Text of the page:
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Two Federal Sentencing Cases

The US Supreme Court decided two federal sentencing cases today.

v. United States involves the chronic problem of defining a "violent felony" for the purpose of the three strikes provision of the Armed Career Criminal Act.  (If that sounds familiar, see Monday's post on the "serious drug offense" provision of the same act.)  How about fleeing an officer in a car?  The facts of the case are nowhere near the kind of chase involved in Scott v. Harris.  Even so, the Court affirmed the sentence.  Those who like to track Justice agreement and label them by ideology should note the split -- Kennedy joined by Roberts, Breyer, Alito, and Sotomayor and joined in the judgment by Thomas.  Scalia, Kagan, and Ginsburg dissent.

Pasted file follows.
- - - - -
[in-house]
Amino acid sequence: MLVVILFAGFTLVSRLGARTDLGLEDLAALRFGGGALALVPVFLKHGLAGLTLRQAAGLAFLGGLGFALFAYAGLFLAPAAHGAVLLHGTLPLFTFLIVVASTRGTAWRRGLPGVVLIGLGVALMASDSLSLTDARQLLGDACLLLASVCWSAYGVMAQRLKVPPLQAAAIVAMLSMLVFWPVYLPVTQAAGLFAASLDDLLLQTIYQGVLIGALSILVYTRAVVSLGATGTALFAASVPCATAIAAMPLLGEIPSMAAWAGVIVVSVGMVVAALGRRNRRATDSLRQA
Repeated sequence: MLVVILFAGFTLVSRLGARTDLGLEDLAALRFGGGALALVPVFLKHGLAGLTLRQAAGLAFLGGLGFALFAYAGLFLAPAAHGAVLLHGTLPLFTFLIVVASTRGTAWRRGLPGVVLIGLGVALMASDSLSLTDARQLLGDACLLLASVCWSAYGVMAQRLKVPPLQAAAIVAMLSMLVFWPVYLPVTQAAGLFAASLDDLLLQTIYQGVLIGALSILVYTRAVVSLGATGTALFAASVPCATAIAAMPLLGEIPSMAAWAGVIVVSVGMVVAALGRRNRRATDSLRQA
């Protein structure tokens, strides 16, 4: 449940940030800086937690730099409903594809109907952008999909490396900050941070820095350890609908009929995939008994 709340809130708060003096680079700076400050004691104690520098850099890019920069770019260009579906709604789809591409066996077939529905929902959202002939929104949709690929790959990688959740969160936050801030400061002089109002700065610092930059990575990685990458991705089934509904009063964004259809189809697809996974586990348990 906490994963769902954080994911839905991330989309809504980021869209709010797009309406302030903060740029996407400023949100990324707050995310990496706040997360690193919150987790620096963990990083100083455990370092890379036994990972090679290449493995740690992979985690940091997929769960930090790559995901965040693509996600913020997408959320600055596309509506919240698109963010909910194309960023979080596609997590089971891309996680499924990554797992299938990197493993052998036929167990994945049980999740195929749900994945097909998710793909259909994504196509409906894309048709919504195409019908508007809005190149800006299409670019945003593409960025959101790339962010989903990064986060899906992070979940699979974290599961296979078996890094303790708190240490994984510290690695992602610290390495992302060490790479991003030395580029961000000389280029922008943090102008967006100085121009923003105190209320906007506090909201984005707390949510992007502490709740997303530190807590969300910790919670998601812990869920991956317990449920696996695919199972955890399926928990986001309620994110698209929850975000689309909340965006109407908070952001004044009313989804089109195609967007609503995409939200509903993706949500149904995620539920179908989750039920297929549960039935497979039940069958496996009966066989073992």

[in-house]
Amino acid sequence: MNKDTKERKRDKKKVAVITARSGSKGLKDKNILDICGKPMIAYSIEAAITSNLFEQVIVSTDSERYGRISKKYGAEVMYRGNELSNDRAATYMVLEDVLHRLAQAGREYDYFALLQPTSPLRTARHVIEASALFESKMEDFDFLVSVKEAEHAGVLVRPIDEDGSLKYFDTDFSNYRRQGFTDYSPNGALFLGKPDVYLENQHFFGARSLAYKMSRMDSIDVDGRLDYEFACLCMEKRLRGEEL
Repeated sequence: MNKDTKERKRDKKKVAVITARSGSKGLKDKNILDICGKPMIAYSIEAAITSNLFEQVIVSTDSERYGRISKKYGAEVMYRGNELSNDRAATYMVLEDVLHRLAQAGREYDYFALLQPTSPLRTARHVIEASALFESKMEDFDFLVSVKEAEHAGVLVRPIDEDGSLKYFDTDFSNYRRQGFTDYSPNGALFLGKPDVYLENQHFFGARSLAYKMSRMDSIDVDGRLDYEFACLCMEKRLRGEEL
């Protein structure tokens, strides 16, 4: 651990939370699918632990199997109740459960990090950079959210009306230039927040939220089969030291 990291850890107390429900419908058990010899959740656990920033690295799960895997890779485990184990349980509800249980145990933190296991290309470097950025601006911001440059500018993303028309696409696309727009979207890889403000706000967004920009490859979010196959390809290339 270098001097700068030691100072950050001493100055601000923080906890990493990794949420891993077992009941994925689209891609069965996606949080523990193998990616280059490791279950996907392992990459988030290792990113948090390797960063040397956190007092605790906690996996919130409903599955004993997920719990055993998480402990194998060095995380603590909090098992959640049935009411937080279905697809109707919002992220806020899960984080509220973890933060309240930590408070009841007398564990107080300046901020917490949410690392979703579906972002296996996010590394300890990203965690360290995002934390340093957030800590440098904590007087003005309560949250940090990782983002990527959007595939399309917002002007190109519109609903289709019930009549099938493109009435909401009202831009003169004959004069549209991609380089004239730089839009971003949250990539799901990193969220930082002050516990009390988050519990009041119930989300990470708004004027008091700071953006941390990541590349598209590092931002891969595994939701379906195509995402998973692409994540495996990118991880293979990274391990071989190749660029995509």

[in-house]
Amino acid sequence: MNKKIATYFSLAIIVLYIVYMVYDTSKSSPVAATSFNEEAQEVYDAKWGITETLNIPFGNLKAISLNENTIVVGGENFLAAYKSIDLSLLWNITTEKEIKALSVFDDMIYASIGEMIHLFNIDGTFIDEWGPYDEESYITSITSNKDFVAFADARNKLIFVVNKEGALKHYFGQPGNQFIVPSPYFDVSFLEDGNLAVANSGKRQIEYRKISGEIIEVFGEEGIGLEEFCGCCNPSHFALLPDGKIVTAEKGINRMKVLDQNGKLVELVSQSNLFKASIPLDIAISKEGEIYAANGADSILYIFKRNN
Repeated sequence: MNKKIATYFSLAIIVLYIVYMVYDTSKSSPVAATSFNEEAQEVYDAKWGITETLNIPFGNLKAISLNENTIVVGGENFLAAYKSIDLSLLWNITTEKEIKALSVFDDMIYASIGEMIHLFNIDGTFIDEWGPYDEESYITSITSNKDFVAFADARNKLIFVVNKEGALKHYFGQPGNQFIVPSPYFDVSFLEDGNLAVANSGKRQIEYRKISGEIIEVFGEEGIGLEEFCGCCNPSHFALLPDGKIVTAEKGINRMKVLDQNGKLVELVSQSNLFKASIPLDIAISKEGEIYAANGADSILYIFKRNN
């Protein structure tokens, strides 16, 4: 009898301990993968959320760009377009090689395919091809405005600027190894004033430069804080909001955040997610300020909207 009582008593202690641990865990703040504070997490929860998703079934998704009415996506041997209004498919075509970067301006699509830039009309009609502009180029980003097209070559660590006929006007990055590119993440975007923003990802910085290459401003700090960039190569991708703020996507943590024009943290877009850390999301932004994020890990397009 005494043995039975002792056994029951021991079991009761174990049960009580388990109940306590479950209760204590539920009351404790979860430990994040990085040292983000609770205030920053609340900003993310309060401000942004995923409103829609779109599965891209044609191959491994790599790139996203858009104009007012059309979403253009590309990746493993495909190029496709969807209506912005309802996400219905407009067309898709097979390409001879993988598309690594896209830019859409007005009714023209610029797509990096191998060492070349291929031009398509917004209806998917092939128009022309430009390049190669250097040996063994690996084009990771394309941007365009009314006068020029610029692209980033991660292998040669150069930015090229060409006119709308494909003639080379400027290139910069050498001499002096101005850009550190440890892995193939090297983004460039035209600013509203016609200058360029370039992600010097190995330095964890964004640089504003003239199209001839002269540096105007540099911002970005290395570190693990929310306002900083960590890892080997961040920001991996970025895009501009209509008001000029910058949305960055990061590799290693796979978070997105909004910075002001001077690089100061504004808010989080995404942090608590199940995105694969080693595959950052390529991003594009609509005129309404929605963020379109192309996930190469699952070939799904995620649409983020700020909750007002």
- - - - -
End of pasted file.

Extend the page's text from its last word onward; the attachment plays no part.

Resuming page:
DePierre v. United States asks the seemingly easy question of whether "cocaine base" in the drug statute means "cocaine base" or whether Congress used that term when it really meant "crack cocaine," which is one variety of cocaine base.  The Court holds unanimously that the statute means what it says.  Opinion by Justice Sotomayor.  Justice Scalia grouses separately about the use of legislative history (which he considers bunk) to interpret a statute that is clear on its face.

Note that we are now seeing former SG Kagan in federal criminal cases, so the cases from which she is recused have apparently been largely flushed from the pipeline.

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